2011 has seen a sharp rise in the amount of tobacco products sold in Belgium. The figures are published in an article in Saturday’s edition of the Francophone daily ‘Le Soir’. There has been a year on year rise of 20% in the amount of tobacco products sold in Belgian shops and supermarkets. This comes despite the introduction of stricter anti-smoking laws that made it illegal to smoke in bars, pubs and clubs, unless a separate, well-ventilated smoking room is provided.
However, a fair percentage of the cigarettes and rolling tobacco sold in Belgium are bought by foreigners, be they booze-cruise Brits or French smokers crossing the border to save an average of 1.20 Euro a pack on their favourite brand of cigarettes. Belgians are in fact smoking less than they did a year ago, so the increase in tobacco sales is solely attributable to foreign smokers border-hopping in order to save cash.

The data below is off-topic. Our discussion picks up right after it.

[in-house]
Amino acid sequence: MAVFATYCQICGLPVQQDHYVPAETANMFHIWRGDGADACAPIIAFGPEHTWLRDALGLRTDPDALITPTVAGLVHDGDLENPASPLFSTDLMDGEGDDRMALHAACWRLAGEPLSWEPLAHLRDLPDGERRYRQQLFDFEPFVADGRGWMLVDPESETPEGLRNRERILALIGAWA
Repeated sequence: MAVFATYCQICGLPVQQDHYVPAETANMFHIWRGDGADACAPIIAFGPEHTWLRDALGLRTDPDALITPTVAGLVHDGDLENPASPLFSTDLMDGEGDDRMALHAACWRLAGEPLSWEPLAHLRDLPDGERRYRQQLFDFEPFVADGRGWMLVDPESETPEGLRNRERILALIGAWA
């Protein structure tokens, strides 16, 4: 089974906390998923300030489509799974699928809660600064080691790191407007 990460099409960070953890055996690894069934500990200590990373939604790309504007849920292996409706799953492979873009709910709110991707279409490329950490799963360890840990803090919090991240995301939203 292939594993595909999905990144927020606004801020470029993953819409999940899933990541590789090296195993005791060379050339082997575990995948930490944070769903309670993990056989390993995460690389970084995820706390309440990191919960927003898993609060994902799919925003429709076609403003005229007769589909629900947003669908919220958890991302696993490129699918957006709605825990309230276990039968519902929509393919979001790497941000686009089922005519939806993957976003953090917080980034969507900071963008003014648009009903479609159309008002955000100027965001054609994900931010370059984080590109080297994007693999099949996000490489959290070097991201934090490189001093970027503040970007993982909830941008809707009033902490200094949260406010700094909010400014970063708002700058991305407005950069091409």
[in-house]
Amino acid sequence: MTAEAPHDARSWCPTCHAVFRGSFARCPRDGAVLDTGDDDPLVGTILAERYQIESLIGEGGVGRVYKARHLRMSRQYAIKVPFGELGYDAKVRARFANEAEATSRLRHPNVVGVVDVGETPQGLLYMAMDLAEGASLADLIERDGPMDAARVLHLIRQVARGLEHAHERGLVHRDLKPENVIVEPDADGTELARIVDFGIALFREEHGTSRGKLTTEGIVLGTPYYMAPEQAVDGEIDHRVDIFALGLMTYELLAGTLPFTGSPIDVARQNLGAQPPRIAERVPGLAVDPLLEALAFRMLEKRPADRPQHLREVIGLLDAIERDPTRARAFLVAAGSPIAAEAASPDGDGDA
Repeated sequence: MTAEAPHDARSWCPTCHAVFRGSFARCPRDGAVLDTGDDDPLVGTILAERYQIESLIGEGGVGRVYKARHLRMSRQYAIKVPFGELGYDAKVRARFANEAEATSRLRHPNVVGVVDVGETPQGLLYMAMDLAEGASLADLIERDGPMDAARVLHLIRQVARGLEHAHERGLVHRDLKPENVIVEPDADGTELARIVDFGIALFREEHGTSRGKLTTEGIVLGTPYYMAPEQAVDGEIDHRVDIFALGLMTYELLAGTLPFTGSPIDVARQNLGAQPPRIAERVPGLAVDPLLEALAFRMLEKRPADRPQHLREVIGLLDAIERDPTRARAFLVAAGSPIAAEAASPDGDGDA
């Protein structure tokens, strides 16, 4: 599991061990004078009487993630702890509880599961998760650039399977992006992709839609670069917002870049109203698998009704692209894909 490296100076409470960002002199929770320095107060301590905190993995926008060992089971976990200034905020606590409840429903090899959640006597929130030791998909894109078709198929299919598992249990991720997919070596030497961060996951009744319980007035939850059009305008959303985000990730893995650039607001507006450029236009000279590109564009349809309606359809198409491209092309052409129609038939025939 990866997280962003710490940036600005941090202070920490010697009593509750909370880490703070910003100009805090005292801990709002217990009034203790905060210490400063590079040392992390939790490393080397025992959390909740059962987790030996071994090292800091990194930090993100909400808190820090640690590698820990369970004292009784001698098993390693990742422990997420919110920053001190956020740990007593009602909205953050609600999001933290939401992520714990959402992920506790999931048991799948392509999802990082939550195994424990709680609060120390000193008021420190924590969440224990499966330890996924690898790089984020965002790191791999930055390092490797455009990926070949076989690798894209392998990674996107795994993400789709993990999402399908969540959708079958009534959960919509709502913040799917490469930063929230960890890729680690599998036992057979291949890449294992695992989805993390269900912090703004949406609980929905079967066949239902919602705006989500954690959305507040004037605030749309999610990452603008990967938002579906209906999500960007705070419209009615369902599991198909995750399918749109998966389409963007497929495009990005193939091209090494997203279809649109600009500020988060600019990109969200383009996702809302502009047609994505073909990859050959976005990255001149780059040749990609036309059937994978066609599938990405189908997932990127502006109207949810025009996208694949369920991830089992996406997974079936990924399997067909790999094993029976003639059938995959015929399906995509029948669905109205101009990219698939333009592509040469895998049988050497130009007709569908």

Speaking on VRT Radio 1’s morning news and current affairs programme ‘De Ochtend’, Luk Joossens of the Anti-Cancer Foundation told listeners that “The price difference between Belgium and France is especially large, with most big name brands retailing for 5.05 Euro here compared to 6.25 Euro there.”
“We would like to see a price increase of 50 Eurocent. Even if this reduced sales, it could still provide the exchequer with 200 million Euro in extra revenue.”
Source: De Redactie
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